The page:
She started about 50 feet from us and quickly has the distance down to 20. Her face looks just like the picture of the vicious grizzly on the Bear Spray Can that makes you want to buy the spray in the first place. Yeti has told me that most times it is a bluff charge to scare us and give her cubs time to get away but with roughly 500lbs of bear coming at you faster than you can believe  that thought goes right out of your mind and before I realised it I had released a burst of pepper spray in her direction. She was about 20 feet away by this stage and she hit the bottom of the mist cloud. I have to work on my aim.  She stopped and turned around and headed off into the tree after her two cubs. We watched her go, shaken and wondering what to do now. As we stood there watching a slight whiff of the pepper spray comes back up the trail and I get a small taste in my mouth and nose. I feel sorry for any bear that gets a full blast because that stuff stings. For the next hour I am washing out my mouth and nose trying to stop the stinging. 

Compared to that 30 second encounter the rest of our day was rather dull. We walked down the valley and up to the top of a ridge making lots of noise as we went. 

The ridge we end up on descends steeply down one side to a wide valley below. The wind is howling up the hillside from this valley. Most of the area has been burnt out by a forest fire in the past couple of years and with the noise of the wind and all the dead trees it seems like a rather desolate place. Our trail is about 100 yards off the ridge and because of how steep the windy side of the hill is we are totally sheltered from the winds malevolence. 

About 5:30 we stop on a log for a foot break. We plan to hike on another mile or so but when we check the distance to the highway where we will be picked up to go to Dubois we see it is only 20 miles from here. We have another two days to cover this distance and we decide we may as well stop for the night. 

Getting up in the morning after the sun is one type of luxury and stopping a bit earlier in the day is another. We have time to setup camp, do some stretching and have a walk around to look into the valley bellow. Setting up camp takes some extra time now because we have to hang our food and anything else that might attract bears. We have been doing this since the start of the Winds but after today’s encounter we are extra careful to make sure everything gets in my pack which is then hung about 10 feet off the ground in a tree a long way from our tent.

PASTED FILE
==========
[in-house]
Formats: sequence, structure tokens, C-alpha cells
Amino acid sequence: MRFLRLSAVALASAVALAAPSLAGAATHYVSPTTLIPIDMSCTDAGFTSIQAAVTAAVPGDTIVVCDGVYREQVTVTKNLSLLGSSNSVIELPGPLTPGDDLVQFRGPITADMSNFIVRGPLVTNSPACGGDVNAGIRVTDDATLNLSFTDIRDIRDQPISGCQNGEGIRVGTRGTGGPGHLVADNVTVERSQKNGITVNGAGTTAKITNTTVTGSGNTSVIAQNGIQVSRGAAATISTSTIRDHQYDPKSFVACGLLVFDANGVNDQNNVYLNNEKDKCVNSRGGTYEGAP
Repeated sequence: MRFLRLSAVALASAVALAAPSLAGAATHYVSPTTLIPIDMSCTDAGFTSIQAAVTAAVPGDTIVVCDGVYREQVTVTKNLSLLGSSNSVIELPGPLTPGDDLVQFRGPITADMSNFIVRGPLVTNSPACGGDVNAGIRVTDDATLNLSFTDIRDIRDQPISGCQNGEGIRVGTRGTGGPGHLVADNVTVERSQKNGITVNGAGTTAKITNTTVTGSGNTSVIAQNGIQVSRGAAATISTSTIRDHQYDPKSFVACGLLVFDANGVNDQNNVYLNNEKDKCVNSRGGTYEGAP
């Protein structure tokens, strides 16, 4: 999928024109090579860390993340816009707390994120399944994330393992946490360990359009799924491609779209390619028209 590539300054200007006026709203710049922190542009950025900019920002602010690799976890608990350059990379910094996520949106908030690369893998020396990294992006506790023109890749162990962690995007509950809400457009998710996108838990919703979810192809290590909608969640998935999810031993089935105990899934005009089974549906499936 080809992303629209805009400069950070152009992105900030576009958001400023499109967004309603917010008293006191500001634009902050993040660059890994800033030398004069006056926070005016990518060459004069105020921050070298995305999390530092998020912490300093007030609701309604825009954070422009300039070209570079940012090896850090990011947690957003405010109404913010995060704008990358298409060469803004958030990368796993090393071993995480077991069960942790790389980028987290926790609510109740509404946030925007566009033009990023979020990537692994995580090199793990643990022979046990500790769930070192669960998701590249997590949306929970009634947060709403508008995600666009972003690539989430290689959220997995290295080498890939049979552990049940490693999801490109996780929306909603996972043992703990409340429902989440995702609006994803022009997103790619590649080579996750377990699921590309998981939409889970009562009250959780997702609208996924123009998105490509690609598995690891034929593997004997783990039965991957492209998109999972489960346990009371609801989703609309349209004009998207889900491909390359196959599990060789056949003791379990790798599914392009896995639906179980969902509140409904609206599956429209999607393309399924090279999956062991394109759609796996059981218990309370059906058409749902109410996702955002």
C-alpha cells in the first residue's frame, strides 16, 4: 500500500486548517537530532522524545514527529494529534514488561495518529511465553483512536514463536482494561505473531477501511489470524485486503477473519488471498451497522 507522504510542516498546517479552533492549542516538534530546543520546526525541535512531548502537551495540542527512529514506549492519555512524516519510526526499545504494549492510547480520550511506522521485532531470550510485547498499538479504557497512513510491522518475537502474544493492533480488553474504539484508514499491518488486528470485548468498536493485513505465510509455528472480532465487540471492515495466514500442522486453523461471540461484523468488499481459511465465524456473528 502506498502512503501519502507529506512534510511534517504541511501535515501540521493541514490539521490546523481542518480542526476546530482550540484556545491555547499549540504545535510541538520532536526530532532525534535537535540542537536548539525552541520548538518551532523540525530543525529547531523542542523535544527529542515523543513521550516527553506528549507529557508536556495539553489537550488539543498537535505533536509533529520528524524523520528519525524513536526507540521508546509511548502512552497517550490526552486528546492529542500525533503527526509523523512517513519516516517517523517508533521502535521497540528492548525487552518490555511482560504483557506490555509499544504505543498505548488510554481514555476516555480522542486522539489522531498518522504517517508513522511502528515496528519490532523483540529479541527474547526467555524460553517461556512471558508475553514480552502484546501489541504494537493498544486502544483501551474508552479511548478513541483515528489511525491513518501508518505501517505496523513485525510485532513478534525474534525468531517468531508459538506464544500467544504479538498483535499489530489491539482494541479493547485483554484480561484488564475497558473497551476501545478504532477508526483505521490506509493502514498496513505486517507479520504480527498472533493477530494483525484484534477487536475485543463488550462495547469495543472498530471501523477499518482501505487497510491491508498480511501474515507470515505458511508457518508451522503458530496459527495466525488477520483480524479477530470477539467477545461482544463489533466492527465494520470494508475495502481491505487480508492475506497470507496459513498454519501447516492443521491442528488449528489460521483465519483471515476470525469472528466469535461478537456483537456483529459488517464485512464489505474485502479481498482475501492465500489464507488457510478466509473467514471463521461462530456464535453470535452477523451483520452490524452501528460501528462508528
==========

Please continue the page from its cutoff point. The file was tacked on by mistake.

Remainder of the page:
The last two days have been relatively easy and it has given us the time to stop and enjoy the places we are passing through. Reduction in the number of mosquitoes from a black wall that was hard to see through to just the odd,occasionally annoying few, has certainly helped our enjoyment as well. I have gone from feeling like I don’t want to do this anymore to having that excitement back that makes every new day a fun adventure. 

Yeti says that I am really just a big kid. She has lowered her estimate of my age to 4.5 on this trip. While I have the strength and stamina to do endurance activities and have completed some in the past, it is much more fun to hop out of bed in the morning with that child like excitement bubbling to the surface. Yeti hates it when I use the hop word. On such a long hike pushing hard each day was feeling like you have another hard day in the salt mine to conquer and there is no child’s fun in that. 

Day 77: Green River Lake Trailhead

After a great nights sleep in the Yellow House we headed over to Rivera to enjoy one last fantastic breakfast put on by Emi. Dans friends are in for breakfast while Dan himself is driving Tim to Jackson to fly home. Gabe is there and we confirm that it was him hanging out the fire truck window last night. 

Emi’s friends Garry and Jo, who are going to give us a lift to the trailhead, arrive and join the rest of the crowd around the communal table for breakfast. The Rivera is a hard place to leave. 

After saying our goodbyes we head to the Green Rive Lake trailhead and spend a nice hour chatting with Jo and Garry on the way. They are a very interesting couple and we have a lot of things in common. They spent a lot of years packing Llamas into the forests around the Winds and also have done some cycle touring. They hosted three siblings from an Italian family as exchange students over the last 5 years and are off to Italy in a couple of weeks to tour around with them. 

When we get back on the trail it could not have been better. We were both beaten around by the days hiking in the Southern Winds and in particular the mosquitoes drove us crazy. We could not face another couple of weeks of that or even another couple of days. So when we started hiking this morning with only a few mosquitoes but nowhere near the black mass that surrounded us before, we both breathed a sigh of relief. 

The hike out of the lake climbed for the first part up to Gunsight Pass. As usual on this trail, the views in all directions were spectacular. We were again treated to fields of wild flowers amongst the green grass. Another very welcome but unusual thing for our trail was a bridge to cross the first stream we came to. After spending lots of time wading through freezing water  or balancing on logs to find a bridge brings a very simple joy to the day.